High school students learn summer lessons at NAU

As high school juniors throughout the region get started with a new school year, some students will have broader perspectives on emerging technologies.

NAU’s Dynamic and Active Systems Lab partnered with the Upward Bound Summer Academy program to engage high school students in energy harvesting and development of drone technology. The lab is part of NAU’s Department of Mechanical Engineering.

“The 23 students spent four weeks on campus at NAU learning about climate change, energy science and engineering,” said Karin Wadsack, project director in the School of Earth Sciences and Environmental Sustainability. “They tested solar panels, built electrical circuits, participated in a wildlife-tracking hide-and-seek exercise and learned about renewable energy through hands-on activities with the Arizona Wind for Schools program.

Another student activity was working with unmanned aerial vehicles. NAU researchers Michael Shafer and Paul Flikkema were awarded a $601,896 National Science Foundation grant to produce a UAV system, which will be shared with wildlife biologists who want to improve their systems of tracking and monitoring wildlife.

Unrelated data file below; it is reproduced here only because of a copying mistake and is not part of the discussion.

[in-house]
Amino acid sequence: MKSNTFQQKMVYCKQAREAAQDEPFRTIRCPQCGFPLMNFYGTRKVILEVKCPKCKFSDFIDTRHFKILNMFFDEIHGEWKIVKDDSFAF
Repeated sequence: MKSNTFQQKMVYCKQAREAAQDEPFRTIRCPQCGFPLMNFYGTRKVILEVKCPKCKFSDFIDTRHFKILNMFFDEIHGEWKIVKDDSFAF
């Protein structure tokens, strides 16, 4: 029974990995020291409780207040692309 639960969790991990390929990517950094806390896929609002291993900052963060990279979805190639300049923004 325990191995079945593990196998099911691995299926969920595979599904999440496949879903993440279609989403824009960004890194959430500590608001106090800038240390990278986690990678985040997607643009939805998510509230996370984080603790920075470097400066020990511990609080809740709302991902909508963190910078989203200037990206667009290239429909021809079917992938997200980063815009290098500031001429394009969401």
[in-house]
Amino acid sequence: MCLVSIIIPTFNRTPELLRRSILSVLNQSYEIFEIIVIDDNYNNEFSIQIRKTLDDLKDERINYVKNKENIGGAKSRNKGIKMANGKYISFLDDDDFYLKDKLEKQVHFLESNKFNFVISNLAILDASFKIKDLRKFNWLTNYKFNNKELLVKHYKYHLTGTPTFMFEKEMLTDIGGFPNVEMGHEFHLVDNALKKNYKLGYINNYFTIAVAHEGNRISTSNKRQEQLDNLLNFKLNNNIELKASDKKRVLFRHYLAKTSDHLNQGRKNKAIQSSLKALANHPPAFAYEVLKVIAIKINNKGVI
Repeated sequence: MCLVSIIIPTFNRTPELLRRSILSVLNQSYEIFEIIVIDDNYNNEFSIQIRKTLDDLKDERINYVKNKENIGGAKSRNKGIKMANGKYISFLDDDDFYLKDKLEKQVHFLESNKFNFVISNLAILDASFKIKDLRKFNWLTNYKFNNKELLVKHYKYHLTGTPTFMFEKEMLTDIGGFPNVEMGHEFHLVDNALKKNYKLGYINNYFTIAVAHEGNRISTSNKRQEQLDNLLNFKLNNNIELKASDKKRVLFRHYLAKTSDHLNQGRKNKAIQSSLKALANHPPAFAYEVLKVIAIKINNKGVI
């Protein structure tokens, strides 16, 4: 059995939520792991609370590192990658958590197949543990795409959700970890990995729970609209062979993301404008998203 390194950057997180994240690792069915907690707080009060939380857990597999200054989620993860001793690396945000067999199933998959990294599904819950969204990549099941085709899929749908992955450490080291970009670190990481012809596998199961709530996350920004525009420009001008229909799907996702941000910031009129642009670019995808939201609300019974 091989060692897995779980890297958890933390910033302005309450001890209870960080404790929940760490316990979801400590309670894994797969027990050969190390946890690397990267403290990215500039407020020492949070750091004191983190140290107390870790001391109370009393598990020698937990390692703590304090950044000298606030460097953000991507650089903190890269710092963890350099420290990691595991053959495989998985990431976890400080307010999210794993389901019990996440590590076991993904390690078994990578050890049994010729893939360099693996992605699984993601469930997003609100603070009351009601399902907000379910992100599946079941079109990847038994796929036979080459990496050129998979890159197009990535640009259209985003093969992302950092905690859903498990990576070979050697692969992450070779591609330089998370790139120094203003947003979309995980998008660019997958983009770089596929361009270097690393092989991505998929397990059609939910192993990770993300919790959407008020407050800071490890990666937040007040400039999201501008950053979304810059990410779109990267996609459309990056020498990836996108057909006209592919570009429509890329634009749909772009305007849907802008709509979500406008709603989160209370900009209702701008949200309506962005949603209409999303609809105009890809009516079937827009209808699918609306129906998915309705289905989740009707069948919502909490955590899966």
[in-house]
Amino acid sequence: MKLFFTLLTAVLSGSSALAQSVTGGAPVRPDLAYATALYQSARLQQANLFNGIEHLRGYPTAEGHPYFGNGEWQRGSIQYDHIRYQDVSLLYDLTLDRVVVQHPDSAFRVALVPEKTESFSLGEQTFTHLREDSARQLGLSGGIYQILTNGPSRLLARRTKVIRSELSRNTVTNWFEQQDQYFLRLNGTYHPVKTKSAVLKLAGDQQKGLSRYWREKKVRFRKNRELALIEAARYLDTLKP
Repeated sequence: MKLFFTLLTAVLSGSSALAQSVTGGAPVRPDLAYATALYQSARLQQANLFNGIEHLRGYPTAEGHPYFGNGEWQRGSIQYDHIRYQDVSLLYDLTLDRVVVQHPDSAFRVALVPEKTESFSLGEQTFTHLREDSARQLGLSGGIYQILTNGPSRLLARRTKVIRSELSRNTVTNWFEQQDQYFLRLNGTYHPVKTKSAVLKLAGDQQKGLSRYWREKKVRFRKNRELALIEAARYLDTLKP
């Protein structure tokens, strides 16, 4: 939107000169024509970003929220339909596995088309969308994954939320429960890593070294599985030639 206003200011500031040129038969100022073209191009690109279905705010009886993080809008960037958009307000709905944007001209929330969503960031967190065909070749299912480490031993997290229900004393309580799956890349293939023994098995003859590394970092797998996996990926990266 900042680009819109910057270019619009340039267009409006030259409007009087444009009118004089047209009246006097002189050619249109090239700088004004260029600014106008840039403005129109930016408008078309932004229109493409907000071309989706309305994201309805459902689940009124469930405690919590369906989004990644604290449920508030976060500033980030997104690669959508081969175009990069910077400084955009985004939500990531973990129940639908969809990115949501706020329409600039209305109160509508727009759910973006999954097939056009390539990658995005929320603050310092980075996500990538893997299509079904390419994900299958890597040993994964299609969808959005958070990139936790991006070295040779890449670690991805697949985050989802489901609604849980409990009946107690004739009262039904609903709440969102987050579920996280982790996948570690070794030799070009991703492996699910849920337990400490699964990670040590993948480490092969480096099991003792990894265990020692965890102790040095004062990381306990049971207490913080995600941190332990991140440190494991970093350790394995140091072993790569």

“Participating students benefited from working with the UAVs,” said Jacob Lesandrini, an instructional specialist with the Upward Bound Program. “Additionally, they were pushed to understand the science behind energy, energy consumption and the future of energy use in the country.”

Organizers say the high school students enjoyed learning about the Dynamic and Active Systems Lab, which received another NSF grant to develop and test energy harvesting technologies for use on marine mammals.

The Summer Academy is a residential program to introduce high school students to the university environment and academics. During the school year, NAU’s Upward Bound staff spend time in area schools offering students training in soft skills, support and college preparation activities.